I consider the DRAFT proposal of sourdough baking terms and definitions are best described in the following way;

Danubian's picture
194 users have voted.


Danubian's picture
Danubian 2008 April 3
I have posted a poll to gauge the level of support or disdain for the DRAFT terms and definitions from the original thread "Glossary of Baking terms".

This draft is the only proposal that the contributors of this original thread have posted. There have been some objections to various parts of this draft but there has been no other alternative emerged amidst those objections. This may mean the draft proposal has widespread acceptance, or it may mean it's being shunned. But we won't know unless the question is asked. On that basis I put forward a poll to determine where the members stand on this DRAFT. This poll will be open to members for 2 weeks. At the end of this period no more votes can be registered.

Please take the time to read the [url=http://sourdough.com.au/?q=forum/topic/1207]"glossary of baking terms"[/url]  thread content so the objections can also be considered. Thank you for participating.


Function My adopted terms Definition
Inoculating culture Starter A small portion of mature sourdough used to inoculate or "start" a larger  batch of flour and water referred to as "sourdough or leaven". At maturity the original weight of "starter" is removed to inoculate or start the next sourdough or leaven, hence it is not included in the yield calculations.
Inoculating dough
Sourdough leaven
A portion of the total bread dough flour weight inoculated by a starter to form a mature dough of endemic flora - including but not limited to: lactobacillus, and endemic yeasts - used to aerate and produce bread dough maturity. Sourdough leaven can be a single stage fermentation or multiple stage fermentation to maturity.
Bread dough
Sourdough Leaven Bread dough       

A dough containing all the final ingredients, including but not limited to: sourdough leaven, that is used as the final dough in the bread making process. This dough is baked to form bread.

The process:

Sourdough leaven fermentation the process of fermenting sourdough leaven is initiated by a polyculture in a natural symbiosis of endemic origin. Typically a mix of lactobacillus and sourdough leaven yeasts. Bakers yeast strains are not deemed typical nor included.

The product Sourdough Leaven Bread Bread of sourdough leaven; does not include any other fermentation other than the endemic polyculture of sourdough leaven from the first to the final stage until entry into the oven.


Danubian's picture
Danubian 2008 April 8
I negelected to include in my table the very important distinction that 'sourdough' bread should not contain any augmenting ingredient/s such as ascorbic acid, sodium meta-bisulphite, or emulsifers, etc. I must include it in the 'term and definition' blow by blow poll!

See this [url=http://sourdough.com.au/?q=forum/topic/1207&page=2#comment-9187]POST[/url] here.

Not enough? Danubian - Posted on: 2008, March 19 - 23:13
Quote:from the list:
Bread of sourdough leaven; does not include any other fermentation other than the endemic polyculture of sourdough leaven. [Aeration and/or biochemical effects on sourdough leaven bread character is affected by this polyculture as the only ehancer; other enhancers are deemed to be adulterants] from the first to the final stage then entry into the oven.It's more specific.[/quote]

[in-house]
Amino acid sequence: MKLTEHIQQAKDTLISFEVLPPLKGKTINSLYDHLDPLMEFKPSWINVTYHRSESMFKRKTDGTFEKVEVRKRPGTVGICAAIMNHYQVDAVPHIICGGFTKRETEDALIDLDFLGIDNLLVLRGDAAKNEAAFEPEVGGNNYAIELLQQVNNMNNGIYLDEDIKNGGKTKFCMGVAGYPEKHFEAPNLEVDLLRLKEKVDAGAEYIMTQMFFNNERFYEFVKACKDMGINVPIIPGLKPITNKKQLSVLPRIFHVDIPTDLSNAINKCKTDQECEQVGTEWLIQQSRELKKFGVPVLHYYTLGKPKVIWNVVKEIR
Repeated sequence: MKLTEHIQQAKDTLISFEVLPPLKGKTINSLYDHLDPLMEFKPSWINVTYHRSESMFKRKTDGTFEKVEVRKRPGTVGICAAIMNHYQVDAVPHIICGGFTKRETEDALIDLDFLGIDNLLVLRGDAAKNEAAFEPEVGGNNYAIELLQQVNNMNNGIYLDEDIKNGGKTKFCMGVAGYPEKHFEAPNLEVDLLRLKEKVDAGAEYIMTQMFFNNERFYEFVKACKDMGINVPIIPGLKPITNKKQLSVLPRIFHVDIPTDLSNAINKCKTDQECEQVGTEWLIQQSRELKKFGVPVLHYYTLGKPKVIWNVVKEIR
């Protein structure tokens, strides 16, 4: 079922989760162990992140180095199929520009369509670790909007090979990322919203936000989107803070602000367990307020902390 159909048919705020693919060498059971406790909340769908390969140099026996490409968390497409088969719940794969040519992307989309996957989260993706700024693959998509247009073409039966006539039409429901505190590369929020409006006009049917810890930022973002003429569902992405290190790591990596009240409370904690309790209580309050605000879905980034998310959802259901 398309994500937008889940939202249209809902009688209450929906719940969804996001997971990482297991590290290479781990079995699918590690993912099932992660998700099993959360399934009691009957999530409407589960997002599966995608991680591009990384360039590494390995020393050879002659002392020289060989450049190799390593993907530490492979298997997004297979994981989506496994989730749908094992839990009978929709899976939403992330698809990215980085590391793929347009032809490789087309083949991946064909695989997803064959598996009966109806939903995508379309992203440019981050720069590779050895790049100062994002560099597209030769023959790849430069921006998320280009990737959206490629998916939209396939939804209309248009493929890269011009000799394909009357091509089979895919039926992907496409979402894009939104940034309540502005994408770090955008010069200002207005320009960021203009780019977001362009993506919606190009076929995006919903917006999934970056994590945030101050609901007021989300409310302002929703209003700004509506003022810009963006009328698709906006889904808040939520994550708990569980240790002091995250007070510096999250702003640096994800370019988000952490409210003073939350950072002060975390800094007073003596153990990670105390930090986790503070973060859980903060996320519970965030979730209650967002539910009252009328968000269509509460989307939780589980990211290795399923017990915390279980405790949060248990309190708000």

Bushturkey's picture
Bushturkey 2008 April 11
The terms are well-defined and very concise. My first thought on reading them, though, was "why do we need to standardise the definitions?"
One person's sourdough is another's wild yeast. Both terms are accurate and both are not. Sourdough is not always sour and not always dough (yeast water for example).
I'd follow the KIS principle (Keep It Simple).
Levain or leaven is synonymous with inoculating culture. Bakers would know what it is without a restrictive definition. Even someone new to baking would eventually get to know what the different terms mean.
Danubian's picture
Danubian 2008 April 12
G'day Bushy,

Perhaps you're not aware that the baking trade in Australia has been graced in recent years with a large membership of non trade background bakers. Add to this the state of confusion the bakers lexicon has been in the last few decades with regard to sourdough makes it difficult to communicate efficiently with other tradies and customers. [url=http://sourdough.com.au/?q=forum/topic/1186#comment-8818]here[/url]

Here are a few links where I and others made mention of it  [url=http://sourdough.com.au/?q=blog/johnd/requiem-sourdough#comment-8609]her...

Then again [url=http://sourdough.com.au/?q=forum/topic/1093#comment-8466]here[/url] and [url=http://sourdough.com.au/?q=forum/topic/1093#comment-8471]here[/url]. Of course others overseas have also recognised this and make the same [url=http://sourdough.com.au/?q=forum/topic/1207#comment-9042]point[/url] in other threads and  [url=http://sourdough.com.au/?q=forum/topic/1207#comment-9038]other boards.[/url]

However, I've been in the trade for 28 years and I can't recall a time when sourdough terms and definitions have not been confused and inadequate.

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